The San Diego Country Fair, which ended its run with plenty of fireworks on July 4th, has turned out to be something of a warning shot to the many upcoming state and country fairs and rodeos about the danger of exposing farm animals to children.
The operators of the fair are “heartbroken” by the June 24 death of 2-year-old Jedidiah King Cabezuela and are continuing to count other E. coli victims. Two were added to the toll by county health officials after the San Diego County Fair closed out its season. Three additional illnesses are being investigated, which would mean an outbreak cluster of at least 10.
All visited the fair’s petting zoo or other animal contact areas where exposure to E. coli from animals feces was possible. A 4-year-old girl, who attended the show on June 21 and became ill on June 29, required hospitalization.
Investigators have not yet been able to determine whether the E. coli contamination originated at the petting zoo or in larger livestock areas. DNA-based testing is underway, but it will take weeks to get definitive answers.
The San Diego County Fair wrapped up its 27-day run on July 4. The event drew more than 1.5 million attendees. The San Diego Health and Human Services Agency confirmed the fair-related death along with three other cases on June 28.
“We are heartbroken and are working directing with county officials to ensure public safety,” fair management said in a media statement. They shut down the petting zoo and cut back access to other animal exhibits for the fair’s final week.
San Diego County’s environmental health inspectors have collected samples from individual animals who were at the fair along with swabs of the surrounding environment. The county sent the samples to the federal Centers for Disease Control and Prevention in Atlanta for testing and analysis.
The CDC will be able to create and compare genetic fingerprints to STEC bacteria from ill children. The San Diego Fair plans on waiting for the CDC findings before making any permanent changes in its animal contact policies.
San Diego’s fatality and the cluster of E. coli cases are getting attention throughout the country. Most fairs and rodeos occur during the warm summer months that remain.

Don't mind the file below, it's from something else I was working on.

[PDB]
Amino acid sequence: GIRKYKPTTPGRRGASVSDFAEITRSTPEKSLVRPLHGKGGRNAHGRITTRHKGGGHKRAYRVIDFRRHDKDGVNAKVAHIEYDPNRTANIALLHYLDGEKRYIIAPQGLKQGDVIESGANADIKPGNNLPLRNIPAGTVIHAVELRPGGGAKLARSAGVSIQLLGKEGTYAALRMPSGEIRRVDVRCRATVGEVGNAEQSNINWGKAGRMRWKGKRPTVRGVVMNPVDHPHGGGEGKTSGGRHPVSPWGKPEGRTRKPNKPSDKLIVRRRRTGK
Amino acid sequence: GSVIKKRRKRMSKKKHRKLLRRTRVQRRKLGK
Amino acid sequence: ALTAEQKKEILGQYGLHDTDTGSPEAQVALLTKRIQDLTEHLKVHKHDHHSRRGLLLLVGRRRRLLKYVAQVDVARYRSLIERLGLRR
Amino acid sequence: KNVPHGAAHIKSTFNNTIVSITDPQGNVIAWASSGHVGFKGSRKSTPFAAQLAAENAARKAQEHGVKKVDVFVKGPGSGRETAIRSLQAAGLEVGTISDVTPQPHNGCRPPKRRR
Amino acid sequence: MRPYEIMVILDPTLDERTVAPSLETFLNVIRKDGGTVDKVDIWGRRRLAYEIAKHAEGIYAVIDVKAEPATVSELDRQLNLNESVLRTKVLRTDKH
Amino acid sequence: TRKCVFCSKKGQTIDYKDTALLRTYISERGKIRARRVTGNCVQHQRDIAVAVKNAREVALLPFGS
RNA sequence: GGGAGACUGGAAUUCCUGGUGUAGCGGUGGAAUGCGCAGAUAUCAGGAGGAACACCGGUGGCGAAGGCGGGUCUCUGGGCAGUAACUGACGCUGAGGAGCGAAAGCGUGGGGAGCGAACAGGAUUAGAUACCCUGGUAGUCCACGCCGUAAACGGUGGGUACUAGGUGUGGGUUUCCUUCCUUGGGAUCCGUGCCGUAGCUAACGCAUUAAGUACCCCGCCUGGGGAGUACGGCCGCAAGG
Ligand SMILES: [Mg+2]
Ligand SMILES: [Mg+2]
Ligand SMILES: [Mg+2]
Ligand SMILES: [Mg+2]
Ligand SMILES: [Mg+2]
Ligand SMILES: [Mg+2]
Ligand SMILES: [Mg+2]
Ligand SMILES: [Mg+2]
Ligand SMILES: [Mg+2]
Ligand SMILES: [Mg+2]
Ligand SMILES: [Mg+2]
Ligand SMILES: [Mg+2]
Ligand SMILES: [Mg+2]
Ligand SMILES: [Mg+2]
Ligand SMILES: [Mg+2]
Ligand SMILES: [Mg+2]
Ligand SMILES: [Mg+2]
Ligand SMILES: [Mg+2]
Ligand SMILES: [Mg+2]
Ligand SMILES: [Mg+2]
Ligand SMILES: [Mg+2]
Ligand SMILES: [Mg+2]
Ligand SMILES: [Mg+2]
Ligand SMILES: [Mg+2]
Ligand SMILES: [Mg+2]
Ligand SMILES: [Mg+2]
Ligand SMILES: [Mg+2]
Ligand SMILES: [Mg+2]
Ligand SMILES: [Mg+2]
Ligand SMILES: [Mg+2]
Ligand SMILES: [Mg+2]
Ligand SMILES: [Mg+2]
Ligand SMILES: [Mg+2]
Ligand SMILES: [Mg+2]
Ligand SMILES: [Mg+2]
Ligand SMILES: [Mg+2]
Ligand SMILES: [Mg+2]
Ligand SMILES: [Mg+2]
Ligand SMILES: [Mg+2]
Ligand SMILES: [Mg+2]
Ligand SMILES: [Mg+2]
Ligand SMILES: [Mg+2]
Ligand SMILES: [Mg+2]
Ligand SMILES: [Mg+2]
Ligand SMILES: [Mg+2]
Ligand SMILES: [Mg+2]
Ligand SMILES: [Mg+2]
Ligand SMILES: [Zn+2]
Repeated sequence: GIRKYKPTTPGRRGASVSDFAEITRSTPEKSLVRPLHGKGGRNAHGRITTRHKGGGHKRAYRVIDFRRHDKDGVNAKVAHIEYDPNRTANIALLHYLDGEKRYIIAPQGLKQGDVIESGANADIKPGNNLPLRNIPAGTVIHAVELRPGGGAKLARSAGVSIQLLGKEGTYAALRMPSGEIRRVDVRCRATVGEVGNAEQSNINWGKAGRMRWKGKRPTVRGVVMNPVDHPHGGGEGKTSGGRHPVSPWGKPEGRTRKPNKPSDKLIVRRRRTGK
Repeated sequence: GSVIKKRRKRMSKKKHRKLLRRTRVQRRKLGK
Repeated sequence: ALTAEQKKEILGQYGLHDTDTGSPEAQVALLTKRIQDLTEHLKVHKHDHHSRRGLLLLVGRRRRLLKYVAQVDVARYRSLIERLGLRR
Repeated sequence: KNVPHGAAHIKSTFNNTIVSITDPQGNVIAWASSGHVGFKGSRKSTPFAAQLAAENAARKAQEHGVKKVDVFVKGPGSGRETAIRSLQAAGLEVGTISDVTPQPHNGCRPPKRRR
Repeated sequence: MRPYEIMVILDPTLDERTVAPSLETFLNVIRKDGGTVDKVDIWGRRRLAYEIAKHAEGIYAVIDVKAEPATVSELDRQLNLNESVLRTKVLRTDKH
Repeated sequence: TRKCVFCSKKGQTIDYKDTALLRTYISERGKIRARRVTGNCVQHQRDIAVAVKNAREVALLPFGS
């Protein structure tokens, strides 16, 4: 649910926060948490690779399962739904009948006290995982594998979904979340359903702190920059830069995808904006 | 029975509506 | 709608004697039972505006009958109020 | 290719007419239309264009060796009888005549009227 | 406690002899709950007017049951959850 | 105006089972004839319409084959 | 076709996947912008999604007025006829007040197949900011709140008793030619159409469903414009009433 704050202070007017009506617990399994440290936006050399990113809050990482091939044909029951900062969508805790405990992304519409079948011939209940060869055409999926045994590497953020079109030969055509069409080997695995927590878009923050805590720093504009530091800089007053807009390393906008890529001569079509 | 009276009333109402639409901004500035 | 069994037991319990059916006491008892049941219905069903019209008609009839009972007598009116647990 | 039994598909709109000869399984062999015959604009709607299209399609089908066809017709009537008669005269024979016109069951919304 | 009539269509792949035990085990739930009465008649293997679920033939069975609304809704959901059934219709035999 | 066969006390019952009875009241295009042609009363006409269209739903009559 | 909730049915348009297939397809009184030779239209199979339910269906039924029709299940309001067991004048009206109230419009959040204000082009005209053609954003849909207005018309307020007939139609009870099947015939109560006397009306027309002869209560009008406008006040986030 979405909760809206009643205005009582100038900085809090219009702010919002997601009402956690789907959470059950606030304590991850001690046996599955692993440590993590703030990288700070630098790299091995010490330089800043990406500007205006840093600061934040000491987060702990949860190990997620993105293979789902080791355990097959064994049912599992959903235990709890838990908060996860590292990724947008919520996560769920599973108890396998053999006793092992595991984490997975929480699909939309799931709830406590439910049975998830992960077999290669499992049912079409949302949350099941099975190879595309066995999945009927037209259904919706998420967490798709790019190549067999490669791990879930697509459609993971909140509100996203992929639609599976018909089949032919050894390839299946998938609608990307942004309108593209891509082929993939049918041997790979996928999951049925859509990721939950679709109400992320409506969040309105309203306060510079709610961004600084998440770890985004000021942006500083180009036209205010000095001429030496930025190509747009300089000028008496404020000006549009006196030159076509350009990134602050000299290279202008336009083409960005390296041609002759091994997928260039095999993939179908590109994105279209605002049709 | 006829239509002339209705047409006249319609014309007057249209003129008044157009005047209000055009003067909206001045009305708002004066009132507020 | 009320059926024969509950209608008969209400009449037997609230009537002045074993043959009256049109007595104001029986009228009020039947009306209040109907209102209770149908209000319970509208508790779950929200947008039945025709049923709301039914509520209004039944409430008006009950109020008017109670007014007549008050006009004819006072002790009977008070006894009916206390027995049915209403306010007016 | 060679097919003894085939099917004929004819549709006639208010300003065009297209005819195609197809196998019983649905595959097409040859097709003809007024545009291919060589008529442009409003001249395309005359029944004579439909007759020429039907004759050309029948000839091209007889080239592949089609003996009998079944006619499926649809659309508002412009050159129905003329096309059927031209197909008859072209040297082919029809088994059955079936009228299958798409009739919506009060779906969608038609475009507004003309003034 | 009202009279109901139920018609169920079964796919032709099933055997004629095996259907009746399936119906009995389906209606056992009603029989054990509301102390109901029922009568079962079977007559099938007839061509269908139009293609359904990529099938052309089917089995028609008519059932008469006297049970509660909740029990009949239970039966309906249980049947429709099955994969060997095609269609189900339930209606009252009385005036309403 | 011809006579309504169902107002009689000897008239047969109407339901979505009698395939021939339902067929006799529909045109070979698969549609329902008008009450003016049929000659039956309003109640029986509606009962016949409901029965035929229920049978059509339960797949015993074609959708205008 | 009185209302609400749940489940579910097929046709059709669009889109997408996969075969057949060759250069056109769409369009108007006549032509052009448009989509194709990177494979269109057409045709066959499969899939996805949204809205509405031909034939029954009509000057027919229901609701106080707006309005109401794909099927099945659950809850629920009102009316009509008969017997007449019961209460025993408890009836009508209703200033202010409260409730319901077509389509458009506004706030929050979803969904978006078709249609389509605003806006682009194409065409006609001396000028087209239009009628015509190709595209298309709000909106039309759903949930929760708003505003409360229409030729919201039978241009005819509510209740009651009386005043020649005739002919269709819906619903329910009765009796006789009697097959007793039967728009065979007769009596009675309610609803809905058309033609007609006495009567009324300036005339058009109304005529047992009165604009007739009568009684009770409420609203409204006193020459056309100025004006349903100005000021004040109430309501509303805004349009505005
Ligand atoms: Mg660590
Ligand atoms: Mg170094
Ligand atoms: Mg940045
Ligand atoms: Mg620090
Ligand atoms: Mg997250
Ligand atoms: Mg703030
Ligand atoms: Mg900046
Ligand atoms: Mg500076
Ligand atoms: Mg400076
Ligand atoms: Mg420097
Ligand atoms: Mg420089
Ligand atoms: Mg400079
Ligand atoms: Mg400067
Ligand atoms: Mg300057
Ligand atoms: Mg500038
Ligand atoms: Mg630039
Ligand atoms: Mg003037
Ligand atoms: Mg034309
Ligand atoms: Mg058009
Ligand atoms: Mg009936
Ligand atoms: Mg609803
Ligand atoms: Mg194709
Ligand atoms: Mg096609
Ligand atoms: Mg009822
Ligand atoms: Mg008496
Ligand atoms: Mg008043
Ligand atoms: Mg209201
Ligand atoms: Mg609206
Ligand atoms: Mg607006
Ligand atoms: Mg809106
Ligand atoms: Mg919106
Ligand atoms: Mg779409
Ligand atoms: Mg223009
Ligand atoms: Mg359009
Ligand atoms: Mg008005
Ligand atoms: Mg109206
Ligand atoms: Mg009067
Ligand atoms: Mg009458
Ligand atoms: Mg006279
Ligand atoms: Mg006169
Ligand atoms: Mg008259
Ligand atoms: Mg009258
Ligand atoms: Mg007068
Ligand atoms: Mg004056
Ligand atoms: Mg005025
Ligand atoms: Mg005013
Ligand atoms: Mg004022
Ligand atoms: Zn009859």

The National Association of State Public Health Veterinarians has recommendations for operators of those events on how to protect children who make contact with animals. Just as the veterinarians don’t call for eliminating all animal contact, it’s unlikely petting zoos and animal contact will be put off limits because of San Diego.
Even the next door Orange County Fair, which begins July 12, is not banning animal contact opportunities because of what happened in San Diego. It does plan more oversight and more hand-washing options. The Sacramento-based Western Fairs Association is calling the tragedy to its members attention.
In a note to its “Members and Friends,” the Western Fairs Association described a “communication piece” that is in the works:
“Western Fairs Association Members and Friends – in light of the situation that took place with the San Diego County Fair and their patrons, Western Fairs Association has spent several days gathering information to communicate to you, our members. Please know that WFA and CFSA have been working diligently and collaboratively to develop a communication piece that will be distributed to our membership shortly. Please utilize this communication piece and share with your teams – staff, board, vendors and partners- so together we can continue to provide safe, friendly, fun entertainment at all of our county and state fairs.”
Here’s the list of WFA events scheduled for the remainder of the year.